Kenyans gambled Sh83.2 billion via M-Pesa in the six months to September 2021, offering a peek into the multi-billion-shilling sports betting industry.
This was double the betting cash that was channeled through the mobile money transfer service in a similar period last year, according to financial results released by M-Pesa parent company Safaricom yesterday.
This translates into Sh422.2 million betting cash going through the platform in a day.
The cash was more than the total output of the country’s health sector in the first half of 2021, according to official data that was also released yesterday by the Kenya National Bureau of Statistics.
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Activities in the sports betting industry have risen sharply after the return of popular gaming firm SportPesa, once a giant before it went down for a brief spell after an intense period of crackdown by the government.
The government has sought to curtail betting, saying it is associated with a lot of social and economic ills. Betting companies have repeatedly denied claims that they are conduits for money laundering.
An industry player, who asked not to be identified due to the sensitivity of the matter, said they did not understand how the betting cash spiked as their numbers declined.
“Following the ban on advertisement and increased taxes, our performance has been bad,” said the source, adding that it might be that their competitors’ performance improved substantially.
The financials indicated that during the six months, there were 347.8 million betting transactions on M-Pesa, an increase of 84.7 per cent from 188.3 million in the period to September last year.
Safaricom received Sh2.95 billion from betting compared to Sh1.48 billion that the company made in six months to September 2020.
This was the company’s second highest earnings income from “betting and payments” behind revenues from what consumers paid businesses for goods and services, or C2B, where Safaricom received Sh5.51 billion.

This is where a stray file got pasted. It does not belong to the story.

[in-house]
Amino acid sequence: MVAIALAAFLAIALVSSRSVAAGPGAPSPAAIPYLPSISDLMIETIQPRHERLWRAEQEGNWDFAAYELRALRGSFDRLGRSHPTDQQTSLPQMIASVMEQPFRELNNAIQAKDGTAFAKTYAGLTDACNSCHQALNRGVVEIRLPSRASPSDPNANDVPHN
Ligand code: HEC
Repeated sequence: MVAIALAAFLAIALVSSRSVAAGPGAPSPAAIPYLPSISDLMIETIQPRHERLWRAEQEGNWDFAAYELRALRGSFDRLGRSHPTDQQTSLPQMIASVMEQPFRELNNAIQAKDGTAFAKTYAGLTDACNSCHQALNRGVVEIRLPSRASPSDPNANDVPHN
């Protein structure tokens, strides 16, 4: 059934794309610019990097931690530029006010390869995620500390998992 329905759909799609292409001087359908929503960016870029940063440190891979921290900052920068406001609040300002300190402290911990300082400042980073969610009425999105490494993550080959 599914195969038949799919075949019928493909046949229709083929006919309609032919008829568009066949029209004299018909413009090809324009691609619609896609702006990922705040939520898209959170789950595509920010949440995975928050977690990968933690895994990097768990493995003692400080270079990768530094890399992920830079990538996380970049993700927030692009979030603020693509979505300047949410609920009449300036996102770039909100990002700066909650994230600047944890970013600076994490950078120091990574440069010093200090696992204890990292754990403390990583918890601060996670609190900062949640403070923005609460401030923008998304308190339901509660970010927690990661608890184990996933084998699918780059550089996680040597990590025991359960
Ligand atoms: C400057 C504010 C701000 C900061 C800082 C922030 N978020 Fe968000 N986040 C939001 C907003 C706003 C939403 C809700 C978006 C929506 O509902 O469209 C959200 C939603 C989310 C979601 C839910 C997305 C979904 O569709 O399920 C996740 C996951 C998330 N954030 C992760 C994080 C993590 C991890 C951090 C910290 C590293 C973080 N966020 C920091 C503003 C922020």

The advent of mobile technology, mobile money services and increased internet penetration has made betting easy in Kenya.
Unemployment among the youth has also fueled gambling, with critics saying it is growing at the expense of more productive activities.
The increased ‘sin’ of betting has also attracted the taxman. Excise duty on betting is now 30 per cent, spread to all gaming transactions including prize competitions and non-charitable lotteries.
What a customer gets after winning a bet attracts an excise duty of 15 per cent.
After the recent rebasing of the economy, the contribution of crop farming to the country’s gross domestic product (GDP) has shrunk dramatically while that of economic activities such as betting, repair of mobile phones and laptops, restaurants and ICT has swelled.
A study done by GeoPoll and Ipsos in 2019 found that close to 60 per cent of Kenyans aged 18 years and above had participated in gambling in the past.
Of those who gamble, the study found, 47 per cent are light gamblers who place bets once a month or less, and only 10 per cent of gamblers place bets more than once a day.
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